CHRISTMAS DAY DOWN HAMMER POT by Frank Barnes
On Christmas day 1964, the Happy Wanderers were having a discussion in Ingleton transport cafe whether to attempt Hammer Pot on Fountains Fell as arranged about a month earlier, It had to be a night trip because it was hard to get permission for access to the fell at this time. Although about six of us were keen on going, the other half of the club were not because all the parties and drinking etc. were more tempting to then. Those of us that decided to go soon found ourselves being driven up to Fountains Fell.
The weather was bad enough down in the valleys, but when we got onto the high ground the weather was appalling, with blizzards and drifts all over the roads. On reaching the car park at the entrance to the track that led to the shooting hut on the fell, the six of us started to walk up to the hut with our caving gear. It was a real bone freezer. If anyone was going to pack in that night it would be on the walk up, and in fact two people had to turn back with cold and sickness. When the four of us had changed we had not far to walk from the hut to Hammer Pot, about a quarter of a mile down the track and fifty yards to the left. The pot is at the bottom of a small shakehole and a few slabs lie over the entrance. The way is under one of these slabs and through a flat crawl for a short distance to a twenty foot rope pitch. After this a short walk down a high passage leads to the notorious stemple passage, a tight rift with sharp knobs of rock on the walls. Ken Taylor was the first to go through: he did not find it too bad and told us the that the thing to do was to traverse on at the same level as we started all the way to the end and then drop down.
John Ogden went through next, and he too being small like Ken did not find it too tight. Then came my turn I found it very tight especially at the end where we dropped down. There were several stemples jammed across the rift and I couldn't see much use in them going down. Dave Midgely followed me but found it too tight, and after passing me his tackle he set off to go out. I dropped the tackle through to the others, who were waiting in a small chamber for me. I had difficulty in getting through, but I eventually popped through the roof of the chamber like a cork out of a bottle, and swung down to join them. The passage from here was easy walking for quite a way to a fifty foot pitch. This was nice and easy, against one wall with a trickle of water going down. By the time I reached the bottom the others were on their way to the next pitch.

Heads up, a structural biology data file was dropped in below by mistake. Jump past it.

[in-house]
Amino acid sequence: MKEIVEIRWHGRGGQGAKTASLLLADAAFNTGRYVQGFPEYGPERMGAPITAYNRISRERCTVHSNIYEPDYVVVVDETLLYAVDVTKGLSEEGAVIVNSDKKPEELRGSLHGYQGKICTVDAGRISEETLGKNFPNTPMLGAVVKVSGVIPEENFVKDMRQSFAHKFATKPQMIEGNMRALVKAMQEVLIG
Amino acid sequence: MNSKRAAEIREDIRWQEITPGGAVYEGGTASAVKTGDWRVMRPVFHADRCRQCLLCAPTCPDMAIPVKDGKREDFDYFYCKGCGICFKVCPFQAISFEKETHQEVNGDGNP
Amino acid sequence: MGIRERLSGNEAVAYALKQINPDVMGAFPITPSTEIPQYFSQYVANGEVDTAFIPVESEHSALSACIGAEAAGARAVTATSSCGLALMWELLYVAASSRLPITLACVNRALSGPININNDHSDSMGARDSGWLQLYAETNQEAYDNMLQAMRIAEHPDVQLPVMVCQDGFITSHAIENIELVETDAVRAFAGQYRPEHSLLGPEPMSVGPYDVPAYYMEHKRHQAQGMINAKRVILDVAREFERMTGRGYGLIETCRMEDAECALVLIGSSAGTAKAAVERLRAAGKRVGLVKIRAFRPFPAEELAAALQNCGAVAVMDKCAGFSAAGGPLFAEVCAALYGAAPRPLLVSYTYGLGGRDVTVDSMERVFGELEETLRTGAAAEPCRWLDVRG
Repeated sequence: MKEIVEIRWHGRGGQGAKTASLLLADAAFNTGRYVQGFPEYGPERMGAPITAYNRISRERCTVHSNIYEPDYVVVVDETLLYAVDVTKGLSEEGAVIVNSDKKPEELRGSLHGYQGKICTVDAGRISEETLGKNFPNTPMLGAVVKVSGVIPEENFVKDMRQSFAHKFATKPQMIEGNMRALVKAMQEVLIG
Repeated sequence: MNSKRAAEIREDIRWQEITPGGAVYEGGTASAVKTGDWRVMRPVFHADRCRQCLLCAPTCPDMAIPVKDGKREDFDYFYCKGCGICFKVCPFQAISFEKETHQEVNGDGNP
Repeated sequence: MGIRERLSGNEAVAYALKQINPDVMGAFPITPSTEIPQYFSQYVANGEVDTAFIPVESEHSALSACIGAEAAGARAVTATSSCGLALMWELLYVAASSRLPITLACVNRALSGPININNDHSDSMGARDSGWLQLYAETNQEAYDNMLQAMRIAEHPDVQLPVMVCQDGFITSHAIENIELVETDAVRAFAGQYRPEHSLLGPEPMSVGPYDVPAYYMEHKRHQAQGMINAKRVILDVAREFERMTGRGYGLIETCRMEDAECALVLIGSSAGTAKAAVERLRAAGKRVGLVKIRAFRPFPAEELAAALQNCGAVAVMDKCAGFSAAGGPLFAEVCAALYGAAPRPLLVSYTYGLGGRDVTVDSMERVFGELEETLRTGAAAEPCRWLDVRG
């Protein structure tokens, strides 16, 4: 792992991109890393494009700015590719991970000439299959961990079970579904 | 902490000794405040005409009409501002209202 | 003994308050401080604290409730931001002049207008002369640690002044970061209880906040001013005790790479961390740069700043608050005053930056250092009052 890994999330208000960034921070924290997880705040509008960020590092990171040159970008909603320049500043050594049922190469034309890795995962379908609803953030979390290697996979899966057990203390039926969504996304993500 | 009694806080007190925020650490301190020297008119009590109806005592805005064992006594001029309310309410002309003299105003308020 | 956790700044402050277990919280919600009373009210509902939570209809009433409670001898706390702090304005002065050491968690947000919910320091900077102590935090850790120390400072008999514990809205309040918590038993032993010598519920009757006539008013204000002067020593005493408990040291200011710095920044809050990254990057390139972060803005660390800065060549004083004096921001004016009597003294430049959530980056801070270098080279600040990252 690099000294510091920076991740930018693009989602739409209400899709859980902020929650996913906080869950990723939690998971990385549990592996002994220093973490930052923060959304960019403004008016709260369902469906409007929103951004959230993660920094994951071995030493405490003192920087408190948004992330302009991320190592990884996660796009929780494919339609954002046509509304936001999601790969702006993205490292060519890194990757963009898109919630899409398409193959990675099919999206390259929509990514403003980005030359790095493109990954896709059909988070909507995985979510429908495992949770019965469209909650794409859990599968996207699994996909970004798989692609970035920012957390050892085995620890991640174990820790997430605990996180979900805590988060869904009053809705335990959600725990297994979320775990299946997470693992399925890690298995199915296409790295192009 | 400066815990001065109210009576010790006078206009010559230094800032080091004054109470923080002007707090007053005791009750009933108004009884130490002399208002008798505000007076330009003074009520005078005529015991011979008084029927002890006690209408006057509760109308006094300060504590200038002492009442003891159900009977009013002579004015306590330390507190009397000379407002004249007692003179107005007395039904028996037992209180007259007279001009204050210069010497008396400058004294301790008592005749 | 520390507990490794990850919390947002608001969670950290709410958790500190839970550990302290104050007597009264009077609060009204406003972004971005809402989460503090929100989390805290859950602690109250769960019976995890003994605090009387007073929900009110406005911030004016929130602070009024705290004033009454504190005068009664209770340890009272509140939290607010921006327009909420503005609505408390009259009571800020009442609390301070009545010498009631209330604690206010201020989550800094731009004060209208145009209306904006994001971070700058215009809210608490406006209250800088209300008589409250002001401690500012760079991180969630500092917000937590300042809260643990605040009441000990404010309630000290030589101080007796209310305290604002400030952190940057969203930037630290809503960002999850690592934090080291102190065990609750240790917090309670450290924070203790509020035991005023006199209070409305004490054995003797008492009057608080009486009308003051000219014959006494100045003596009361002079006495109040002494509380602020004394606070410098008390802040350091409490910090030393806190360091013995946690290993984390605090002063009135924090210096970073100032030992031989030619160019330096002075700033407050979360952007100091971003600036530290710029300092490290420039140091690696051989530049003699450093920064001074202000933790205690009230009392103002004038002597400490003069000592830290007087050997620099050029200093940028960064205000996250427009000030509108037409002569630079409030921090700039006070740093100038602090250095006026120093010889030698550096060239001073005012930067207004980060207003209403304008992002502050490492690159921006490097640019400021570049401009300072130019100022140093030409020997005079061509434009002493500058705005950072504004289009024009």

When I arrived at the third, a twenty foot pitch, I found it ready laddered. After walking a few yards from the bottom of this, I dropped down an eight foot cascade and I saw John and Ken waiting for me in a small chamber with crawl leading off.
Although we had not heard much about it, this was Sludge Crawl and proved to be the crux of the whole trip. It was about eighteen inches to two feet high and three hundred foot long with a deep canal all the way and only a four inch air space for the last fifty feet. On the floor under the water was a deep layer of sticky mud. John led first in the-crawl and Ken followed him, both carrying twenty five feet ladders: I carried a rope.
We all found the water very cold and our tackle and bodies sank in the mud, making our progress very slow. I think the main thing that kept us going was the sound of the loud roaring and banging of the water in the Outfell Master-Cave. I was left quite a bit behind by the other two, although I could just hear John shouting back “I think I'm nearly through.“ It seemed to take hours to get to the end but when I finally broke through to the master cave things looked quite different from the miserable crawl. I found myself in a passage about eight feet wide and ten feet high with a large, fast flowing stream coming down the passage from the left.
By this time the others must have been half way down the master- cave which is about five hundred feet long. It looked like a fast easy sprint to the last pitch, but I was sickened when I kept dropping down deep holes hidden by the stream and immersing myself up to my neck in water, so I had to pick my way carefully. After climbing down a cascade of fifteen feet, and trying to avoid the water which was coming at such a force as to knock you over. I could hear the others shouting over the noise of the water. When I reached them they were looking down a fifty foot pitch which looked impossible because of the volume of water that was going down, but we noticed a dry passage opposite to the one we were in about ten feet lower down. We traversed round to this, which was quite easy although exposed. Once we were all in this passage we decided that each one of us would go down the pitch and return straight away without untying the life line. When we had all bottomed it and were assembled back in the dry passage again, there was no shouting because this time we were quite tired, and none of us felt up to dragging that ladder and rope through Sludge crawl again. So we rolled the tackle up and left it at the top of the last pitch. Then we started to move out.
As we trudged back up the master cave I thought of Sludge Crawl, the coldness of it, the mud and grit eating its way through my woollies and rubbing into my skin and also of the tight rift. How would I shape getting back through that in a tired condition? But we had beaten it to the bottom, what sort of fight would we have to put up on the way out? When we reached sludge the water didn’t seem any higher, so it was probably freezing on the surface. I don't think we spoke to each other on the way through. There was nothing much to talk about except that it was again miserable and we were glad when were out of it.